Wildlife Corridor Policies and Their Effect on Habitat Connectivity in Florida

Material Information

Wildlife Corridor Policies and Their Effect on Habitat Connectivity in Florida
Canavan, Caitlin
Place of Publication:
[Gainesville, Fla.]
College of Design, Construction and Planning, University of Florida
Publication Date:
Physical Description:
Project in lieu of thesis

Thesis/Dissertation Information

Master's ( Master of Science in Architectural Studies)
Degree Grantor:
University of Florida
Committee Chair:
Walters, Bradley Scott
Committee Co-Chair:
Ries, Robert


Subjects / Keywords:
Biological corridors ( jstor )
Connectivity ( jstor )
Ecology ( jstor )
Ecosystems ( jstor )
Habitat destruction ( jstor )
Habitat loss ( jstor )
Regional transportation ( jstor )
Urban economics ( jstor )
Wildlife damage management ( jstor )
Wildlife habitats ( jstor )


The focus of this paper is the relationship between habitat connectivity and wildlife corridors. In particular, this study will provide a detailed review of plans and designs that have been implemented in the state of Florida and their effects on this ecological relationship. In recent decades, policies affecting urban development and transportation throughout Florida have been extremely detrimental to the environment on both local and regional scales. The urban development boundary in South Florida has been hotly contested among developers and environmental protection groups, and development has trended toward ecologically damaging urban sprawl (Schwartz, 2011). The negative consequences of urban sprawl in the state are numerous, but of particular concern is the fragmentation of crucial habitat that sustains a variety of species. Especially near the Everglades, which is a highly biodiverse ecosystem, policies affecting the location and size of new development have caused habitat loss and fragmentation. In light of the habitat destruction and loss of biodiversity that has resulted from uncontrolled urban sprawl, Florida has created a system of wildlife corridors in an attempt to reconnect key areas of habitat and protect the ecosystem from further damage. This paper will evaluate the successes and failures of wildlife corridor policies and designs in Florida. ( , )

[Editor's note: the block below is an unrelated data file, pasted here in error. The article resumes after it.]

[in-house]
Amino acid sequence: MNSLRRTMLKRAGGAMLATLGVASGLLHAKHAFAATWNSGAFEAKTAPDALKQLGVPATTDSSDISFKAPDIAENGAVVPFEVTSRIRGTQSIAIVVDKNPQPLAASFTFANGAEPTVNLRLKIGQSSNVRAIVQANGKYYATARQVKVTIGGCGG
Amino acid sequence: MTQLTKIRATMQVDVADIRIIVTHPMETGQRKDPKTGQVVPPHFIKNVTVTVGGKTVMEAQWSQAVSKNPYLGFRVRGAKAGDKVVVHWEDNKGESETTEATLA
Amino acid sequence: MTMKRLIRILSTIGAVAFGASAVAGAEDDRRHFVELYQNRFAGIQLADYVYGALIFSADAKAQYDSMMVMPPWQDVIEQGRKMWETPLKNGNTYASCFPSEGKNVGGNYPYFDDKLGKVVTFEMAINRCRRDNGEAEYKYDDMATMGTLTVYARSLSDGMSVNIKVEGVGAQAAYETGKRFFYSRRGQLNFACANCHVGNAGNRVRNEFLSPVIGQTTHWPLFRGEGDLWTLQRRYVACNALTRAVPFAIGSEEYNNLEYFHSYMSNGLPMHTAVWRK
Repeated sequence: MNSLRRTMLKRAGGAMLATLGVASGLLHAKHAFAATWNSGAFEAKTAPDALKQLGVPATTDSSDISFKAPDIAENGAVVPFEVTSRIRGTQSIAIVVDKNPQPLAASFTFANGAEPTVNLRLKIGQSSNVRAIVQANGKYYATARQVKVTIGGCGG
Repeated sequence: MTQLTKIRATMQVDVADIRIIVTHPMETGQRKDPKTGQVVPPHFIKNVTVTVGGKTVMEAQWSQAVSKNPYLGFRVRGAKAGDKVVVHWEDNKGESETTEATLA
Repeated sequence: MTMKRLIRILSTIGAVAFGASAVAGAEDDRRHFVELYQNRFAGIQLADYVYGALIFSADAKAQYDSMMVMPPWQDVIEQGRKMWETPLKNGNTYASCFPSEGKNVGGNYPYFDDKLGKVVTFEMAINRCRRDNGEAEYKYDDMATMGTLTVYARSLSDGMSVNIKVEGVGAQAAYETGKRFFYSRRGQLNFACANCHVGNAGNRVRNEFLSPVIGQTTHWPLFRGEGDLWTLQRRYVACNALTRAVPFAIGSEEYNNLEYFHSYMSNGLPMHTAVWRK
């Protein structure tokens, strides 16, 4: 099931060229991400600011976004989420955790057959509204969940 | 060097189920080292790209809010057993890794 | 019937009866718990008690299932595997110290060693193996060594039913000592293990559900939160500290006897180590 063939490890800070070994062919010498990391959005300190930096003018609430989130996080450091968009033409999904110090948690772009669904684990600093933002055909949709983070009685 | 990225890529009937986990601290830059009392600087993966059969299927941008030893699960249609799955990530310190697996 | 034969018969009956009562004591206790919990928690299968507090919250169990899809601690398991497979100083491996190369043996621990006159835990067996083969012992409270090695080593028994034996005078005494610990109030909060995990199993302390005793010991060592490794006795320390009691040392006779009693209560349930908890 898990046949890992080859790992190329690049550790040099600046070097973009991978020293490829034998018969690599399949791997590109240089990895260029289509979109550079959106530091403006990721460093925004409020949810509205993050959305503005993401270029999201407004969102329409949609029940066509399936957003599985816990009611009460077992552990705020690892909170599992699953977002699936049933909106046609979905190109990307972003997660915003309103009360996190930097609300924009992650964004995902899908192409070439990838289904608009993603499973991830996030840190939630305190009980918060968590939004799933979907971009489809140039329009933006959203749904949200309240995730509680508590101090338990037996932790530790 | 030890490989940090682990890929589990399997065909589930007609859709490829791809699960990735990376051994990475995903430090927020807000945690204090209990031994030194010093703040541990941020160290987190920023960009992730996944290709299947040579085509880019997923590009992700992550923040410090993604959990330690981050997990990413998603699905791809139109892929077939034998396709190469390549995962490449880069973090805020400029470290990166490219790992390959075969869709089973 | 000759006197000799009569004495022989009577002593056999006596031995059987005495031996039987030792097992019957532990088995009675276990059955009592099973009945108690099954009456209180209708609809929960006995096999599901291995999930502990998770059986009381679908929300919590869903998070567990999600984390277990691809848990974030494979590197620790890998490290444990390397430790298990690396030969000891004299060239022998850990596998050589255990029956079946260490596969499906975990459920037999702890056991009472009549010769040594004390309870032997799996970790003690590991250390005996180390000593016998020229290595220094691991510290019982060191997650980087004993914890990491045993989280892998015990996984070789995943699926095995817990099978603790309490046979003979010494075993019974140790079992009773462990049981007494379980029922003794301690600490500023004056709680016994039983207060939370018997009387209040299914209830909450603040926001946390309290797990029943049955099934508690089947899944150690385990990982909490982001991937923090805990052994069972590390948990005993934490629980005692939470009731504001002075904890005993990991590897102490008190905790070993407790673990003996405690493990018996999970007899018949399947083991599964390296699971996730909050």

Major primary sources that I consulted included the Florida Fish and Wildlife Commission and the Florida Department of Environmental Protection. In terms of policy and legislation, this study focuses specifically on the State Wildlife Action Plan, transfer of development rights, and other policies passed that attempt to address habitat fragmentation and wildlife corridors to improve connectivity. These policies provide the main framework from which to understand wildlife corridor policy in Florida. I consulted studies of indicator species such as the far-roaming Florida Panther, but as this is an endangered and small population in the state. On a smaller scale within the Florida Everglades, I focus on alligators, which are abundant and provide an important indication of hydrologic connectivity in restoration areas. Stephen DeStefano's work on habitat connectivity and the function of wildlife corridors informs this study in that I take a similar approach to evaluating ecosystem health from multiple perspectives using a variety of indicators. Finally, studies by Dr. Katrina Schwarz on transfer of development rights in Florida Panther habitat provide a background from which to assess the progress of efforts to conserve crucial habitat areas and achieve connectivity for many other species.
General Note:
sustainable design terminal project

Record Information

Source Institution:
University of Florida
Holding Location:
University of Florida
Rights Management:
Copyright Jillian S. Becker. Permission granted to the University of Florida to digitize, archive and distribute this item for non-profit research and educational purposes. Any reuse of this item in excess of fair use or other copyright exemptions requires permission of the copyright holder.
Resource Identifier:
1022120888 ( OCLC )


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